For its part, Ceremonia opened a storefront in the SoHo neighborhood to foster community. Aside from selling products, the store serves as a hub for events, panel discussions and other in-person programming. Rivera noted that the store operates under the marketing department rather than its sales team.
Rivera said that the product development for Ceremonia is different than the usual process for the beauty industry and underscores the importance of the brand’s community. Ceremonia invites 100 people from across its customer base to test out formulations for new products before they are finalized. To achieve that, Ceremonia brought product development in-house with its own chemists and research and development lab.
Customers are not the only members of a brand’s community, though. There are also content creators — and embracing them as part of the brand community is central to having strong, authentic influencer relationships that resonate with customers.
Ipsy, for example, has a creator incubator program that accepts new members through an application process. The program has about 3,500 people. To further enhance the Ipsy-influencer relationship, Ipsy plans to re-open its content studio, which closed in 2020, and invite content creators to use it. Creators can use the studio to shoot photos and videos, regardless of whether they’re for Ipsy. Brands can also use it for content production.
“The key words are ‘integrity’ and ‘authenticity.’ Creators have a ton of brands that they’re able to work with. But on the flip side, we also have many options when it comes to the [creators] we work with,” said Karen Chimal, director of creator partnerships at Ipsy. “We want to make sure the creators we work with genuinely believe in what we’re doing and our mission to inspire everybody to express their unique beauty.”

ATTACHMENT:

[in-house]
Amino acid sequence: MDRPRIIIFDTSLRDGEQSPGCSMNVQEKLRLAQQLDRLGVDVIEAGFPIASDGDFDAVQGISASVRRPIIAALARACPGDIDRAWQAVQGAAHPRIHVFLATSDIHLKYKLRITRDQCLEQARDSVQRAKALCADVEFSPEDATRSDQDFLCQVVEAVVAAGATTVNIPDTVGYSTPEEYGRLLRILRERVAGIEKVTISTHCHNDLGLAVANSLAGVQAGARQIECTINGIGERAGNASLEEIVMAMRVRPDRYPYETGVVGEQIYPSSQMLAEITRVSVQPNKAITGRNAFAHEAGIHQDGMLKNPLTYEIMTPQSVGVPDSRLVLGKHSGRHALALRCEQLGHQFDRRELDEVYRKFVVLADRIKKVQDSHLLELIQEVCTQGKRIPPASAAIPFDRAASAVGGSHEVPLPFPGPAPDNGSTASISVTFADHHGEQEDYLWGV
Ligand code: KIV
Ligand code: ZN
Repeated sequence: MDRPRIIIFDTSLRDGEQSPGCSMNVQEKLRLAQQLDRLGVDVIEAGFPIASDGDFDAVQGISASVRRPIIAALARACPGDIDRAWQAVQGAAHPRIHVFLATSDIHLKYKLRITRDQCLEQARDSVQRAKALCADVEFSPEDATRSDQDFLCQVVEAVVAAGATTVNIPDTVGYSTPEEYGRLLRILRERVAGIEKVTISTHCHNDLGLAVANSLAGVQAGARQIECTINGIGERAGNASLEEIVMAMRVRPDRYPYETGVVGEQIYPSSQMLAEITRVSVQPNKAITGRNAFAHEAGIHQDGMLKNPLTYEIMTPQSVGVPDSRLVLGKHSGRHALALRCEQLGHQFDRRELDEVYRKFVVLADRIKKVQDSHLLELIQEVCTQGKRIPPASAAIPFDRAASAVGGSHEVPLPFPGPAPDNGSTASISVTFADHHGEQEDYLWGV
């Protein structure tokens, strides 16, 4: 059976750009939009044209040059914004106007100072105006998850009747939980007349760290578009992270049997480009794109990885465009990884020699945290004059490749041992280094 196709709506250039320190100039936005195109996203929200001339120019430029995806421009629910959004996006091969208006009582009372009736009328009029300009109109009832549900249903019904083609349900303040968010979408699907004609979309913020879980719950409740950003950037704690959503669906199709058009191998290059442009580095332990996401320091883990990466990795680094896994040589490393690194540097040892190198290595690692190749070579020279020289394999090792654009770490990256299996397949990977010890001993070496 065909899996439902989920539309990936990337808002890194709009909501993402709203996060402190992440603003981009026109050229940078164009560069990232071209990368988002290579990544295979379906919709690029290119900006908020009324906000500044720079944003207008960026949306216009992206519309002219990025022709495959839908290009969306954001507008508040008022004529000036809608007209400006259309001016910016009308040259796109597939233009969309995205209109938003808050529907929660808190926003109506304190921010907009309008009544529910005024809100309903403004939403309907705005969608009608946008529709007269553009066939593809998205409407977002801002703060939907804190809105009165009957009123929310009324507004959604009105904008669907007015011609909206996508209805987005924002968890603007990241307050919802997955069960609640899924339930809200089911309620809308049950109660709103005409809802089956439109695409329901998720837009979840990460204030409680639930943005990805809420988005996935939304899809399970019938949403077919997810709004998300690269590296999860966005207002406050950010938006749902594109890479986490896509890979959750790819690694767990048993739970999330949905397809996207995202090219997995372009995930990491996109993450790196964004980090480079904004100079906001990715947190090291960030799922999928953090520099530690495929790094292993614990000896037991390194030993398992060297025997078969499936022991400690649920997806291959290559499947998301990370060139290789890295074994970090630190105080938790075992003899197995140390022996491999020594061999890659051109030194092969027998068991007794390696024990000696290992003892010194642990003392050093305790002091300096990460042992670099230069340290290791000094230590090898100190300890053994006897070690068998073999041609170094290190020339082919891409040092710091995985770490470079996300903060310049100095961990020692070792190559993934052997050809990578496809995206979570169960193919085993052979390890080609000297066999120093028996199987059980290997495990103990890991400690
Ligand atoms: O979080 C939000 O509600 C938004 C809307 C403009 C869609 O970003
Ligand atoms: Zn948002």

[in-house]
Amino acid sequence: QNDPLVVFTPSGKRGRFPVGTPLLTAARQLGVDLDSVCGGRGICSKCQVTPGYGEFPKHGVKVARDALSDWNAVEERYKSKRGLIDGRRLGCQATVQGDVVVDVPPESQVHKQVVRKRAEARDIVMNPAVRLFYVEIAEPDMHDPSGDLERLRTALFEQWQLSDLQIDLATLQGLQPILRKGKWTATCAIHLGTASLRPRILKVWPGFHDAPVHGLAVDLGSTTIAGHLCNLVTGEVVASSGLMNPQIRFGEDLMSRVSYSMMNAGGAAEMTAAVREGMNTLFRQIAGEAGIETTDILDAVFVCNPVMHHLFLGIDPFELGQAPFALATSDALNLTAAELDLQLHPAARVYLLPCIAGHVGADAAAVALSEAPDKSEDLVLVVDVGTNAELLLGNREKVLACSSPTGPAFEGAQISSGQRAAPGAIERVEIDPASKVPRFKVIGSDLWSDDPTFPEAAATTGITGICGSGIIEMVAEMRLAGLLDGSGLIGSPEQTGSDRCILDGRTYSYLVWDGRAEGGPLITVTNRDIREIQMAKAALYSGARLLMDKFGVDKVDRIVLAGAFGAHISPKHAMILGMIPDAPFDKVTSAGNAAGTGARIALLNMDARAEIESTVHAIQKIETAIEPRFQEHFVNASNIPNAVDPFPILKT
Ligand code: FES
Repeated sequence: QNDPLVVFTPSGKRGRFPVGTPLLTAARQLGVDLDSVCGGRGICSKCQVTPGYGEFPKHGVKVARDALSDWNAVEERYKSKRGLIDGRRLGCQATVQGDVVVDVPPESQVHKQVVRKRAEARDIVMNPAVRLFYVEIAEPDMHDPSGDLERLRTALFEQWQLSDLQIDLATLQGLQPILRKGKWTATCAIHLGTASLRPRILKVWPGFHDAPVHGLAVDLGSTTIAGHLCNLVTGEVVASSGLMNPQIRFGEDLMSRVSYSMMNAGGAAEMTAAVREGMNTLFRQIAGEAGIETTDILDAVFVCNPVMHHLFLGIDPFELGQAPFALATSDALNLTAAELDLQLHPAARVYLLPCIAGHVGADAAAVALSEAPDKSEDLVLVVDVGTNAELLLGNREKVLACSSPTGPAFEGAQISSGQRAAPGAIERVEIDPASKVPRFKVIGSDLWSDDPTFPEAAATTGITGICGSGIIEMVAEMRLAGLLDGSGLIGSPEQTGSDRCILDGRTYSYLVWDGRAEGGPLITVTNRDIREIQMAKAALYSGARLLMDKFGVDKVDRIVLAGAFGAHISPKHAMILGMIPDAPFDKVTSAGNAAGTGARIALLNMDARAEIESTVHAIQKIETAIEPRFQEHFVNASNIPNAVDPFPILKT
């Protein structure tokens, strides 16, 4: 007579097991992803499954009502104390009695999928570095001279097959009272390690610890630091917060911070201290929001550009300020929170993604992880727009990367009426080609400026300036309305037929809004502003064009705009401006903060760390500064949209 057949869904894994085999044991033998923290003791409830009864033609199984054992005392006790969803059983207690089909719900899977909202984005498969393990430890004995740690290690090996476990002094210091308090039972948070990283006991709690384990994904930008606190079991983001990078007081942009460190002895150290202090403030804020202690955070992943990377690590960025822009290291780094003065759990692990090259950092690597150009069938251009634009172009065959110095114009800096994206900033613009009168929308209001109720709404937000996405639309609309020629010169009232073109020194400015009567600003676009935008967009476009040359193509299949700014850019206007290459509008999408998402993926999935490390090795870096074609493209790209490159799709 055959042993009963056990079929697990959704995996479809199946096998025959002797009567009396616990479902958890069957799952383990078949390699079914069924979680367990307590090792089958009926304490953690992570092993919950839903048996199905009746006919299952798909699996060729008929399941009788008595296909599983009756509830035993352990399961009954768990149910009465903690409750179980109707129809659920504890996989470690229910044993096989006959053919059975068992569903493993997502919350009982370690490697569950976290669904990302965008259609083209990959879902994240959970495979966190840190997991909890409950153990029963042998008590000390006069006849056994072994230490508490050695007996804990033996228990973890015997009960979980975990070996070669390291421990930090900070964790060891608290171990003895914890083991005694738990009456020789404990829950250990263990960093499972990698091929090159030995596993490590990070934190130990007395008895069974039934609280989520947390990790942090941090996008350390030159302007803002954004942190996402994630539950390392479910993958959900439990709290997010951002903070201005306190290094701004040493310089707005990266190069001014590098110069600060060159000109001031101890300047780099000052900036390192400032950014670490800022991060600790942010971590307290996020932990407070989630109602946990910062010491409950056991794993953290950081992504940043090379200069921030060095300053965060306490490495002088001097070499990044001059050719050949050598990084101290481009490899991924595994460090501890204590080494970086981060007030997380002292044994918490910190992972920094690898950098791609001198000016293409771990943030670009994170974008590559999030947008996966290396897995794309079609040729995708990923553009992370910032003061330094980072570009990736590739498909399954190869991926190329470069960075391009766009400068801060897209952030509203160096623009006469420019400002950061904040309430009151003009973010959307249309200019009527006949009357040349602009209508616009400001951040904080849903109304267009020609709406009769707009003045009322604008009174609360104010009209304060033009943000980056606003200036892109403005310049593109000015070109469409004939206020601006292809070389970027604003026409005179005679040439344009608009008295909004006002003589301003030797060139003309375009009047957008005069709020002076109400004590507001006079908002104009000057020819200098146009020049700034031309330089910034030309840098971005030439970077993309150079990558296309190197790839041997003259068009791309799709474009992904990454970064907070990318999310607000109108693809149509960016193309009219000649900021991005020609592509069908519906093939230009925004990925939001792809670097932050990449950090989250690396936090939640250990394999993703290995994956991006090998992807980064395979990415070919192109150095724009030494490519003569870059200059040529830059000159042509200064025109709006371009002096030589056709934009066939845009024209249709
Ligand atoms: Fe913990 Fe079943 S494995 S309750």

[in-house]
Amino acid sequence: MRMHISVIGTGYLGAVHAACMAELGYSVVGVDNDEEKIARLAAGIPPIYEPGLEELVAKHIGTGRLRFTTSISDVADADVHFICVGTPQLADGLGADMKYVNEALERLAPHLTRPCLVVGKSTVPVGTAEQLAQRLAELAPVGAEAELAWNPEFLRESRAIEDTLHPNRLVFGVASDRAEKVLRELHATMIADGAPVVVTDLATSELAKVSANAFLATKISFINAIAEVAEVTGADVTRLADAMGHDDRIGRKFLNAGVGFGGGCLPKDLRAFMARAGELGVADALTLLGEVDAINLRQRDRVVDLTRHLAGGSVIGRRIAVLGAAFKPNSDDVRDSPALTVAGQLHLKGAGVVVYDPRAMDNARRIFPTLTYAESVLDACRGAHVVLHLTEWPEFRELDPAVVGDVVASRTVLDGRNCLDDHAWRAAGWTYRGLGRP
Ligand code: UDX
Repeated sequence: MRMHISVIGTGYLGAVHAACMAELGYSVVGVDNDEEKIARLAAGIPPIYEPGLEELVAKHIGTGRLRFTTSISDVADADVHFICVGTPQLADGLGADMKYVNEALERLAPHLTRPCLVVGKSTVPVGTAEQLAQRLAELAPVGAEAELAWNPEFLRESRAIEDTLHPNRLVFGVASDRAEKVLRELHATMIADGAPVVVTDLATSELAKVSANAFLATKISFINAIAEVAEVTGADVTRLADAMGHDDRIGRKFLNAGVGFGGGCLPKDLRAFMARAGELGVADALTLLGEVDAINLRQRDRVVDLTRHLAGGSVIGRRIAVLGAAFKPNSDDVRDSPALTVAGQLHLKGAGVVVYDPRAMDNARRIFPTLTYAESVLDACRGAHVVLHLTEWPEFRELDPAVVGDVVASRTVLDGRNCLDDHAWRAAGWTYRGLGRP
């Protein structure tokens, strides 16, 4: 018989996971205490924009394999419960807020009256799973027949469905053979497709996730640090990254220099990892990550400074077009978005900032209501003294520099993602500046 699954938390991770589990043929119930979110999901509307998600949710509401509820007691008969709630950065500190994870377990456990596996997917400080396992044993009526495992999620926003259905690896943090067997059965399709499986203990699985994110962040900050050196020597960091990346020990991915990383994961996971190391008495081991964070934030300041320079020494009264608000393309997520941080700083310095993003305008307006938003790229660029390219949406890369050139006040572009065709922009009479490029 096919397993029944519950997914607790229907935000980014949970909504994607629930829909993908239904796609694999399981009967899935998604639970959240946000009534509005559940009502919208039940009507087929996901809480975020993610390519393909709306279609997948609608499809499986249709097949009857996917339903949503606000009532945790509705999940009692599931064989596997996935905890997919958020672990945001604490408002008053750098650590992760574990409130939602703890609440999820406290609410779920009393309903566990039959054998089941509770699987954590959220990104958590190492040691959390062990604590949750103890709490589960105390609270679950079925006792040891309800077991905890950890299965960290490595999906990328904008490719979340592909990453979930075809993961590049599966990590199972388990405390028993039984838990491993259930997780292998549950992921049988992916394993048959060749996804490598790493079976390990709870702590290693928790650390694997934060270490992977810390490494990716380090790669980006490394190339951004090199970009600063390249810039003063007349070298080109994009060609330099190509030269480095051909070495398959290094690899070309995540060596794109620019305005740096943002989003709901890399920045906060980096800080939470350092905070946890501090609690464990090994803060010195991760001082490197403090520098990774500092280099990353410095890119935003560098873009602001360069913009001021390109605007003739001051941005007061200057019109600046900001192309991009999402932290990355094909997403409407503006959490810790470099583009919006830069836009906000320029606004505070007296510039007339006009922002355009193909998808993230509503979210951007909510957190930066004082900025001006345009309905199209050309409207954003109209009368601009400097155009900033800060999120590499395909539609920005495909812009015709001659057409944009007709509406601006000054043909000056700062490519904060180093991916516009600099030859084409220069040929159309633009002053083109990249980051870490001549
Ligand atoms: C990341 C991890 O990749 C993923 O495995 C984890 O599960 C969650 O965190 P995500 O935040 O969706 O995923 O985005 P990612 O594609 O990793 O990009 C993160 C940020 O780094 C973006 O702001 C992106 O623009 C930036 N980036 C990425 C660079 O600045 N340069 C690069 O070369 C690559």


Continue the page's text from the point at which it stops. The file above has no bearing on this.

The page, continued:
Brand relevancy = longevity
Being a relevant brand does not simply mean reacting to the culture, but instead leading it. And the pace of culture moves rapidly, meaning that leading cultural influence and conversation becomes increasingly difficult.
Of course, looking to Gen Z as the arbiters of culture makes sense, given this generation grew up with cell phones, Instagram and TikTok, and 24/7 access to the Internet. Andrea Harrison, vp of beauty merchandising at CVS, pointed to how this has influenced the younger generation and their beauty habits.
“Gen Z makes choices based on what they see on TikTok. When they start to make their decisions and decide what they need in their routines, what they want to prioritize and what look they want, it all starts in their social media,” she said.
Looking to TikTok, in particular, has worked for brands who want to quickly capitalize on breakout content creators or viral moments. In October, MAC Cosmetics tapped London’s “Tube Girl,” whose real name is Sabrina Bahsoon. Bahsoon’s content consists of dancing on London’s tube subway, and she quickly ascended to several hundred thousand followers. MAC Cosmetics reached out to Bahsoon to participate in the brand’s Face Show, a runway show held during London Fashion Week at Outernet London. In part, the event was meant to promote MAC’s Studio Radiance Serum-Powered Foundation, the brand’s first liquid formula release in almost a decade. MAC Cosmetics was the first brand to work with Bahsoon.
“[Leading culture] means to be where the consumers are with our trends and to meet them in the moment,” said Aïda Moudachirou-Rébois, MAC’s svp and global CMO of MAC Cosmetics. “Trends include product, people or subcultures.”
Another example included the hit Netflix original show “Wednesday,” which debuted in Nov. 2022. MAC Cosmetics knew the makeup artist Tara McDonald had used the brand’s lip pencil in the shade Nightmoth to create Wednesday Adams’s look for the show. MAC Cosmetics quickly worked to promote “Soft Goth” makeup looks and briefed influencer partners and its own makeup artists. It also partnered with designer Kim Shui to showcase the look during NYFW. When the show finally premiered, Nightmoth sold out in two weeks.
Inside our coverage:
Beyonce’s fragrance has arrived.
How brands meet customers where they are.
How Adwoa hair care succeeded at Sephora.
What we’re reading:
The reign of must-have palettes is over.
MAV Beauty was acquired by public equity.
The business of beauty hauls.